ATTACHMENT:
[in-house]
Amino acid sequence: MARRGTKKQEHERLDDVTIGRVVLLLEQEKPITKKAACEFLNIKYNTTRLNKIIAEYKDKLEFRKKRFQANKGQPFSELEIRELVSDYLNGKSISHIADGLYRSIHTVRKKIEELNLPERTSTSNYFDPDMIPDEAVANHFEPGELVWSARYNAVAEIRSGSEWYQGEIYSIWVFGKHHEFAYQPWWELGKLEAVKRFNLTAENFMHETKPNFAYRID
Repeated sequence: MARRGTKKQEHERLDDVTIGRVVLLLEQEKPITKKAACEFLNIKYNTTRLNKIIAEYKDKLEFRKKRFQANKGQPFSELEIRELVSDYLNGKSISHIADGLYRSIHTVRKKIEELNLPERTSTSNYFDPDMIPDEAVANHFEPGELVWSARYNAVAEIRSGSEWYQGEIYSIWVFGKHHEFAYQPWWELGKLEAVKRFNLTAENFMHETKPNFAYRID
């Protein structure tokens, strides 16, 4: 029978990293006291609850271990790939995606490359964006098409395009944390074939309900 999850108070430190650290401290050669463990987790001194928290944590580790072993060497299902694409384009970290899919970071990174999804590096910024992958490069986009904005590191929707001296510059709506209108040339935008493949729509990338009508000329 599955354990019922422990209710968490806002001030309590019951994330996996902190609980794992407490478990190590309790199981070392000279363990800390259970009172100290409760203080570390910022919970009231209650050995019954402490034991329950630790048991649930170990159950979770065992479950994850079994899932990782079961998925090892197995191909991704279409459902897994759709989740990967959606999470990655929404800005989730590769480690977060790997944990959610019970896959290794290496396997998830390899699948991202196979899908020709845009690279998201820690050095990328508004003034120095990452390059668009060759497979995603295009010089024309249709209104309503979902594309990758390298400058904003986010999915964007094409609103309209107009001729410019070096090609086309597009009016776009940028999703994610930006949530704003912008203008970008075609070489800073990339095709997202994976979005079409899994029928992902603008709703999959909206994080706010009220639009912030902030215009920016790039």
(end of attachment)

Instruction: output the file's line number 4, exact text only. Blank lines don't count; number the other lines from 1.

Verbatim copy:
């Protein structure tokens, strides 16, 4: 029978990293006291609850271990790939995606490359964006098409395009944390074939309900 999850108070430190650290401290050669463990987790001194928290944590580790072993060497299902694409384009970290899919970071990174999804590096910024992958490069986009904005590191929707001296510059709506209108040339935008493949729509990338009508000329 599955354990019922422990209710968490806002001030309590019951994330996996902190609980794992407490478990190590309790199981070392000279363990800390259970009172100290409760203080570390910022919970009231209650050995019954402490034991329950630790048991649930170990159950979770065992479950994850079994899932990782079961998925090892197995191909991704279409459902897994759709989740990967959606999470990655929404800005989730590769480690977060790997944990959610019970896959290794290496396997998830390899699948991202196979899908020709845009690279998201820690050095990328508004003034120095990452390059668009060759497979995603295009010089024309249709209104309503979902594309990758390298400058904003986010999915964007094409609103309209107009001729410019070096090609086309597009009016776009940028999703994610930006949530704003912008203008970008075609070489800073990339095709997202994976979005079409899994029928992902603008709703999959909206994080706010009220639009912030902030215009920016790039």